About 7 million women in the U.S. and 1 million men in U.S. have a diagnosable eating disorder. Most persons with eating disorders are younger than 40 years of age. The most common types of eating disorder are bulimia , which includes repeating episodes of abnormally high intake of food at one time (“binging”) often followed by behaviors to prevent weight gain, such as vomiting or use of laxatives and enemas. Anorexia nervosa is the Refusal to maintain normal body weight) or to achieve normal weight during growth. People with anorexia have an intense fear of gaining weight or becoming overweight, even though they are often underweight. They may be malnourished, lose body hair, and stop having regular menstrual periods. Persons with eating disorders often require a team of medical and psychological health care providers to address both medical conditions caused by eating problems and the psychological issues related to body image and eating habits. Psychologists receive advanced training during graduate school, internship, and often post-graduate training for this specialty area.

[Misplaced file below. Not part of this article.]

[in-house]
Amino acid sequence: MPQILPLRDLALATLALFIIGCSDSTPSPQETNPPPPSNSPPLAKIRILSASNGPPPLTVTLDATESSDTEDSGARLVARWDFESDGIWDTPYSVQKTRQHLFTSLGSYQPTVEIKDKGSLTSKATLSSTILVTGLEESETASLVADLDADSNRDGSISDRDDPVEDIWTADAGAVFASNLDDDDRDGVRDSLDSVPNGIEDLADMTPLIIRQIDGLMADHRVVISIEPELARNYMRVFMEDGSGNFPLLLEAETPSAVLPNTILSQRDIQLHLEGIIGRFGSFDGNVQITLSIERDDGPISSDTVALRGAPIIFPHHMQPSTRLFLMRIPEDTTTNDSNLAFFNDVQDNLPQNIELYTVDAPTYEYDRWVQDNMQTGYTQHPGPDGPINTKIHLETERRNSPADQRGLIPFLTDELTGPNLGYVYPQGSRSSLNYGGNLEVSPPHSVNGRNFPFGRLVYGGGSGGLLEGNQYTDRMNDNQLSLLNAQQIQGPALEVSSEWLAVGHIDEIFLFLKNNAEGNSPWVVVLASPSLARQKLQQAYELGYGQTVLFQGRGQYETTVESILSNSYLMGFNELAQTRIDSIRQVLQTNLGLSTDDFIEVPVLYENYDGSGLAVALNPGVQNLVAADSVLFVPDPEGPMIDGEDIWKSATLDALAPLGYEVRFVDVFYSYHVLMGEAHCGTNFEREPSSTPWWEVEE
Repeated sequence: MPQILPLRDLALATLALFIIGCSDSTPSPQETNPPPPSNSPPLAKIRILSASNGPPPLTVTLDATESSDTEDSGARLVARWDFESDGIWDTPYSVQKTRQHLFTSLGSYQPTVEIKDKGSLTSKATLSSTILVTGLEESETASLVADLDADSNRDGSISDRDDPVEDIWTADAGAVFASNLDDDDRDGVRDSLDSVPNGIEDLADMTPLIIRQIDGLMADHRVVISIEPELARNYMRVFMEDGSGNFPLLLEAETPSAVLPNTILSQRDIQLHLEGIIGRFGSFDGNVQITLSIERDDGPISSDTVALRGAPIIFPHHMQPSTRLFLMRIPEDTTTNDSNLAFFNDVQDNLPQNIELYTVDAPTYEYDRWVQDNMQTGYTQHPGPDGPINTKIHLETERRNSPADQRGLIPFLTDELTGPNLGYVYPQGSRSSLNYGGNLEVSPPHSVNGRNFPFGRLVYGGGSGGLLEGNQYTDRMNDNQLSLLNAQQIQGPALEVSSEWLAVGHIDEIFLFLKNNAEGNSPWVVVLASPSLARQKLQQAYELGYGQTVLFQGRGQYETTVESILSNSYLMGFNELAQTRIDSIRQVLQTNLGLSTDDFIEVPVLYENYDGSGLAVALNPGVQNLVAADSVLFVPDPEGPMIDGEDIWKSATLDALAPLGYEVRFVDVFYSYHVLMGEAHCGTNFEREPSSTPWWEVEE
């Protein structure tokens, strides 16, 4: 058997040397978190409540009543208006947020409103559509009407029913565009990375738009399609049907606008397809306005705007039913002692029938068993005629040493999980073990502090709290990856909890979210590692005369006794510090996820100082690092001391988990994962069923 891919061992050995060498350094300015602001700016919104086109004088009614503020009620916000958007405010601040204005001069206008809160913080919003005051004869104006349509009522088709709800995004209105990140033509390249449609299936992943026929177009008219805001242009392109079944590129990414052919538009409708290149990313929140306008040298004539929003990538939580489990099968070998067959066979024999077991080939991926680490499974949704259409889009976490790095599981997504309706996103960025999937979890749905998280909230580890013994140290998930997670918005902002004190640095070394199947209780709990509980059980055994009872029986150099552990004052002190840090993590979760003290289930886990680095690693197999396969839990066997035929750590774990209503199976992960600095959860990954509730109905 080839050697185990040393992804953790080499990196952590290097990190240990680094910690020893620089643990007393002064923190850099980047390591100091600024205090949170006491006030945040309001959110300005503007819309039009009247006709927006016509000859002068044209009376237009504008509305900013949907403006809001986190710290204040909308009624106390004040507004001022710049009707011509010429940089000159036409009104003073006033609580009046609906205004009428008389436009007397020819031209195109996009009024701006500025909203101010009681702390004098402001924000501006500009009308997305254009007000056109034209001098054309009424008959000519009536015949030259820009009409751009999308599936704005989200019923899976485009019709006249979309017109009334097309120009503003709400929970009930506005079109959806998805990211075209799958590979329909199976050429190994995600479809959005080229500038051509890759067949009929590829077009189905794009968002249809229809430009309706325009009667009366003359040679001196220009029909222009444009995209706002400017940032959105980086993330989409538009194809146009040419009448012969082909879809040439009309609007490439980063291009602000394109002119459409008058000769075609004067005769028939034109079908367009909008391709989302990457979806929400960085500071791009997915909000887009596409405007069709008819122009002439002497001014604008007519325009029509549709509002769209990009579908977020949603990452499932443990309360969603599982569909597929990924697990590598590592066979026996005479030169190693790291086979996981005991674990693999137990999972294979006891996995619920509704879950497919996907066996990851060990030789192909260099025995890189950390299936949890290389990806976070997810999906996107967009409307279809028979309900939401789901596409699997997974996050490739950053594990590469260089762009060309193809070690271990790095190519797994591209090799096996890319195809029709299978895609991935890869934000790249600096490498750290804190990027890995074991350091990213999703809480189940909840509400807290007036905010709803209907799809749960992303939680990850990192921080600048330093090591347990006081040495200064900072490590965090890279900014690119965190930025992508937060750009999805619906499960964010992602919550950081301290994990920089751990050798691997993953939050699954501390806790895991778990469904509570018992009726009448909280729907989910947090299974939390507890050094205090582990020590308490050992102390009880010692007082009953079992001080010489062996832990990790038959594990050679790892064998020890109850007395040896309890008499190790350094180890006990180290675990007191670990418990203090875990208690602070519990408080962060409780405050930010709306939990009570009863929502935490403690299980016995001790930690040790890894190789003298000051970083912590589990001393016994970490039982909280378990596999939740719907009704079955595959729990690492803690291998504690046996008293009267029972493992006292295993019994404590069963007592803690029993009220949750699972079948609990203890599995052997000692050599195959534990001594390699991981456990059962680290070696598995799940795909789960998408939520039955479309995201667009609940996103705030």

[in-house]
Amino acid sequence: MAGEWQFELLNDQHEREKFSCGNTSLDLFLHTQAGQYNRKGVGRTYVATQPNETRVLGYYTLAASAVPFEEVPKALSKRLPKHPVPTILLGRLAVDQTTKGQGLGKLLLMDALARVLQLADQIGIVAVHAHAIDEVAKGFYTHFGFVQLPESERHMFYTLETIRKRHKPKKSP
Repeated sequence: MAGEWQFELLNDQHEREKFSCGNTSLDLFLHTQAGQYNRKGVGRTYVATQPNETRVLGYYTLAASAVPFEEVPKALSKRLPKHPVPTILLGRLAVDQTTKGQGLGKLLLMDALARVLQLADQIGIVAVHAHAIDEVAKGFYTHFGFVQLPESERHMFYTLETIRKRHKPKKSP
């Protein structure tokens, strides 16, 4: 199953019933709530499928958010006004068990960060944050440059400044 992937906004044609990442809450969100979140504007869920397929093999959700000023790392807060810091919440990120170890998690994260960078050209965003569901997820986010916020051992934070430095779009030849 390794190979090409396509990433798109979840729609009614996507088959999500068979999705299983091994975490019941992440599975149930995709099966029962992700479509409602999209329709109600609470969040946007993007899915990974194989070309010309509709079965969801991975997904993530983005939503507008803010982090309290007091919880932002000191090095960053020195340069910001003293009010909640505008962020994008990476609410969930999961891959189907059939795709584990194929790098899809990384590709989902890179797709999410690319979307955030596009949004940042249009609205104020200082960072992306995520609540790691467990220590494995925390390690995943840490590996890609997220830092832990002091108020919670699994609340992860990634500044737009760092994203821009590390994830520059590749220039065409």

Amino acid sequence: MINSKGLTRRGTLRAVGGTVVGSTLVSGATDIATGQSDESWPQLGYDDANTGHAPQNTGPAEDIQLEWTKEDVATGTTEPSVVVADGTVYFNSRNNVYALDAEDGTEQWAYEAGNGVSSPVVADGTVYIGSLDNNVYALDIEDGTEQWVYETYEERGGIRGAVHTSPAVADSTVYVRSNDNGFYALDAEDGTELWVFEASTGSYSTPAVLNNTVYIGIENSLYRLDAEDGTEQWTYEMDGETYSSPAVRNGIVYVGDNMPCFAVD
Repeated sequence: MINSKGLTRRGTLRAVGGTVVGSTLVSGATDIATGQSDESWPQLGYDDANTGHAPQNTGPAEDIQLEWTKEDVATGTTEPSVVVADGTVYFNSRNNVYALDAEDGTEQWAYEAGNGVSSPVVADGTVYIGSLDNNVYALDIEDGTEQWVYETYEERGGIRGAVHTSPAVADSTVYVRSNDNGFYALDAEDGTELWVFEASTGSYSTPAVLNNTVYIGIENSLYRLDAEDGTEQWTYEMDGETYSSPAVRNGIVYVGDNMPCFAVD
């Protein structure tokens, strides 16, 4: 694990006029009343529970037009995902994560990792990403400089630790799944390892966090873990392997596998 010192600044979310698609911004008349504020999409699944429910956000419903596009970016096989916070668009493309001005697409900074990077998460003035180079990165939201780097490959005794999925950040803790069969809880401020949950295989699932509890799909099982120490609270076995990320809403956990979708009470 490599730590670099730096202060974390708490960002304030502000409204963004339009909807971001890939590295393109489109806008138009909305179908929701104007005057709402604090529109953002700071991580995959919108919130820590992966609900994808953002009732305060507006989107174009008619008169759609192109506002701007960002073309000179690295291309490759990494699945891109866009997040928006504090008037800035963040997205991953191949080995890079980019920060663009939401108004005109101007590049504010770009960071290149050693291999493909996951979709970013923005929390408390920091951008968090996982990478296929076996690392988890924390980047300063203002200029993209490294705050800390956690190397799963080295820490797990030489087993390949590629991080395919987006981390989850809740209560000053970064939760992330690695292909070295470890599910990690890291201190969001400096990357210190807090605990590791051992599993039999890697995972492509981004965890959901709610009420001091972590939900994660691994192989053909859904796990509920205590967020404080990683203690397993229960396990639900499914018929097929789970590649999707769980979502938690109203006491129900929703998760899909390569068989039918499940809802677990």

For more information on eating disorders, follow these links:
American Psychological Association
Association of Eating Disorders